Tuesday, June 23, 2020

I'm Still Here: Black Dignity in a World Made for Whiteness by Austin Channing Brown

Rating: 5 of 5 stars
Pages: 208 pages
Published: May 2018

I'm Still Here: Black Dignity in a World Made for Whiteness was recommended to me by the Likewise app that takes personal preferences and serves up books, movies and more that might fit one's tastes. When I read Austin Channing Brown's excerpt on the app about how she got her name, it totally resonated with me. My dad's name is Melvin, and as the first born, my mom wanted my name to mirror his, but Melvina was totally off the table. At the time, my aunt - my mom's sister, was working at a daycare and she off-handedly said to my pregnant mom, "If the baby is a girl, you should name her Melissa. All the Melissa's at my daycare are white." I guess I get my creative side from my mom because she decided the name would be more special with a Y instead of an I. So, that's how I got MELyssa, "Mel" for Melvin and "yssa" to help position me for a bit of an easier life.

Similarly, Channing got her name because her parents knew people would see her name in print and incorrectly assume she was a white male. I'm not sure if this is part of the code switching we, as people of color, do to put ourselves in a more favorable position. But I can certainly see the necessity for it and why my family and Austin's parents went that route. This is just one nugget the author shares about her life growing up Black in a largely white and male dominated world. Her book was published a couple of years ago, it is very relevant right now. In it she shares several tales of growing up in a society where she was muted and had to conform to meet societal expectations to get ahead.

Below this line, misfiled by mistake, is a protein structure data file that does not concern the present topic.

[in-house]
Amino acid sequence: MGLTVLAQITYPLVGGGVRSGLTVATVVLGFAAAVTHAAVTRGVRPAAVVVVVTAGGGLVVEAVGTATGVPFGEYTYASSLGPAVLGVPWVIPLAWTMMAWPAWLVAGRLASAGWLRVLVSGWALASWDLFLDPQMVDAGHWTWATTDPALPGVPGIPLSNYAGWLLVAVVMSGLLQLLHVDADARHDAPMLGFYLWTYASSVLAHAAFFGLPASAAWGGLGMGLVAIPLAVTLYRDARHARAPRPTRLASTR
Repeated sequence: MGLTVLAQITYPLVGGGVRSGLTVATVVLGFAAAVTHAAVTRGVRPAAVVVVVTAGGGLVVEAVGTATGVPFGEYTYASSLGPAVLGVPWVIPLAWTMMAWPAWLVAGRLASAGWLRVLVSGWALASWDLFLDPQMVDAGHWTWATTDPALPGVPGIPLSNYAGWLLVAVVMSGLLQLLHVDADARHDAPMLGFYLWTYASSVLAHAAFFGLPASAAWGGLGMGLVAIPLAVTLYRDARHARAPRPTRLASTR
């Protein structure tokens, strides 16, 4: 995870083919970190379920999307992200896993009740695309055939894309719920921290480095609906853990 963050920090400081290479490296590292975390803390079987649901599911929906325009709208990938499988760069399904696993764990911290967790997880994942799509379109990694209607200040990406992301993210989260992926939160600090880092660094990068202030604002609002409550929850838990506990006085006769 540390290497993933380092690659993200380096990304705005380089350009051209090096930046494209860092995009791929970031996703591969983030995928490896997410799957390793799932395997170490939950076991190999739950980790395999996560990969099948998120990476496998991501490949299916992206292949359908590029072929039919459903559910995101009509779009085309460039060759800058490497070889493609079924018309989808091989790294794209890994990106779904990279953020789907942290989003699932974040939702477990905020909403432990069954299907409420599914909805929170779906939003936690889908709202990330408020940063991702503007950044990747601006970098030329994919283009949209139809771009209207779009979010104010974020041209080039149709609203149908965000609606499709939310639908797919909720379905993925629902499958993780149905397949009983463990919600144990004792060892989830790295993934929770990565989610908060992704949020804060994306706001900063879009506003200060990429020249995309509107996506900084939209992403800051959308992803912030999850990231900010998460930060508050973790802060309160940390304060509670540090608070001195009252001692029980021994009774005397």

Channing's vignettes are not particularly new. They are different variations of the same song that many Black people face. So, why do we need more books like this? Because everyone has a right to tell their story, and we need to keep learning so we can all do better. This book is not that long, easily digestible, and offers a powerful perspective.

"To be a Negro in this country and to be relatively conscious, is to be in a rage almost all the time."
- James Baldwin

"Perfection is demanded of Blackness before mercy or grace or justice can even be considered."
- Austin Channing Brown

"For only by being truthful about how we got here can we begin to imagine another way."
- Austin Channing Brown

"We demand because our ancestors did. We demand because we believe in our own dignity."
- Austin Channing Brown

Recommendation: If you're seeking to understand the Black experience from a woman's perspective, this is a good selection to add to your TBR list. It is not THE only resource, but as a Black Christian woman working in corporate America, I found it very relatable and her experiences very much similar to my own. As Channing so eloquently said in her book, "Black is not a monolithic. Black is expansive." We do not all think and act alike, but just like any group, some generalizations can be drawn from this little green book.

Until next time ... Read on!

Regardless of whether I purchase a book, borrow a book, or receive a book in exchange for review, my ultimate goal is to be honest, fair, and constructive. I hope you've found this review helpful.


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